BUSINESS CONTRACTS: GIVING YOUR CLIENT LEEWAY COULD COST YOU BIG TIME

The Businessperson’s Dilemma In A Recession

Especially in a tough economy, it is understandable for a businessperson to give a client who is under contract a little leeway on his obligations, for fear we might lose him otherwise.  Conversely, it is also understandable to provide a little extra service when that client insists on it, for the same reason, namely, keeping the client.

But be careful.  That little bit of leniency could cost you the protections you thought you had by virtue of your contract.

An Example Of The Problem

Let me illustrate by telling you the story of one of my clients.  (The names have been changed, but the facts have not.)

Client was a landscaper/gardener.  After years of work, he had broken into the world of maintenance for large developments, a far more lucrative line of work than residential gardening.  He wrote his own contracts (his first and biggest mistake), which provided for a set fee for basic maintenance work but called for additional payment as to work not specifically designated as maintenance.

The HOAs always have a professional property manager, and that person deals with contractors on behalf of the HOA of the development.  Property managers are notoriously disreputable, and the property manager which Client had to work with with respect to most of his developments was no exception.

One of the major categories of work needed by all Arizona developments but specifically placed outside the scope of maintenance in Client’s contract was fire clearance.  The property manager began insisting that Client do this work for free, despite the language of the contract.  She threatened to take away all of his development jobs if he did not comply.  Hoping not to lose most of his business during a recession, Client did that work for free, though he made it clear that he expected to be paid at some point.

Eventually, Client realized he could no longer survive under this arrangement and billed the HOAs for the fire clearance.  He was promptly fired by the property manager from all his developments.  That move destroyed Client’s company, which had become dependent on the work that was taken away.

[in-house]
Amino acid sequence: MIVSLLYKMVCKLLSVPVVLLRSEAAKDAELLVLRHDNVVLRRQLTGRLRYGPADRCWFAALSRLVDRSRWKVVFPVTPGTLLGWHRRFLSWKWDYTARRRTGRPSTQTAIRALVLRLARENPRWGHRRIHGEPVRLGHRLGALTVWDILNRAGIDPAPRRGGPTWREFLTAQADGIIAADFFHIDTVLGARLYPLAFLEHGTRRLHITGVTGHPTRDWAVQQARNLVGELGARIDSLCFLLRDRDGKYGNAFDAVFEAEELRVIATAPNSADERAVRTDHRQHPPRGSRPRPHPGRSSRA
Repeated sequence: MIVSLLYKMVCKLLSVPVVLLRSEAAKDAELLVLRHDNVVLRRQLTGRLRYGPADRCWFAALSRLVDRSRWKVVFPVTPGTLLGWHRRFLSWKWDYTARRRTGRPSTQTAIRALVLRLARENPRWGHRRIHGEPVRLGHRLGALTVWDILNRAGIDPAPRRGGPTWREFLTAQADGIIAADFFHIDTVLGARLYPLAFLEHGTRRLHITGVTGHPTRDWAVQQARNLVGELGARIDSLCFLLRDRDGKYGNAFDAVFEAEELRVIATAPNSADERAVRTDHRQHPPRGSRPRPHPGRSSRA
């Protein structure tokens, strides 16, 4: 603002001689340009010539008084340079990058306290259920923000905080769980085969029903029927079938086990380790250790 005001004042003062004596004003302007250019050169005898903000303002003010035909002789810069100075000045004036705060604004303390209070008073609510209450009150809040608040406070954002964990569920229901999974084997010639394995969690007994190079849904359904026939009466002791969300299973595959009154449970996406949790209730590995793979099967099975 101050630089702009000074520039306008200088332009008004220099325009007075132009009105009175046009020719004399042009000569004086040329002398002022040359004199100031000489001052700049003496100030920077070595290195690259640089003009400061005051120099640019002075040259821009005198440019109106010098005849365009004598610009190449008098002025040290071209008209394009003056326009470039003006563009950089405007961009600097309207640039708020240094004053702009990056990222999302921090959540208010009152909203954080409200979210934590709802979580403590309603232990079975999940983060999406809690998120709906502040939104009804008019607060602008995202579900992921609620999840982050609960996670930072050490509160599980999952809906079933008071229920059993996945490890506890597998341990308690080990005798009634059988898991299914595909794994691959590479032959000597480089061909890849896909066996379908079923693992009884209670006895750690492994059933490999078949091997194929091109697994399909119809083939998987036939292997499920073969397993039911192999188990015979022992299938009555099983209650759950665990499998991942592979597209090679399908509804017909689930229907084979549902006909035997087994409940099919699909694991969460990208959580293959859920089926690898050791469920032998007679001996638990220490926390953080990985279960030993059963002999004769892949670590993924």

Client sued the HOAs and the property manager, but he ran into a number of arguments stemming from what he thought was his wise business decision to give the property manager and the HOAs leeway.  The other side’s main argument was that Client had waived his right to bill for the fire maintenance by doing the work without insisting on payment.  Client is no longer my client, but the case continues.  But he probably has no better than a 50% chance of getting by the waiver argument.

How Do I Prevent This From Happening To Me?

Two answers . . . My personal experience in my business is that, during this recession that the press would like us to believe is over, even good people are reneging more and more often, and the other not-so-good people are coming out of the woodwork.  As a  result, I stopped allowing accounts receivable, and I stopped allowing clients little dispensations.  In my experience, once it starts going bad, it’s only going to get worse.  So stop with the special favors.  They will come back to bite you.

But for those of you who insist that your business cannot work that way, then you need to insert language into your contracts that, if you allow the other side to get away with not honoring its obligation on one occasion, you have not thereby waived your right to enforce that obligation in the future.

That is one of the many provisions that seems to appear in very few contracts but which a good contract drafter will put in your contracts.

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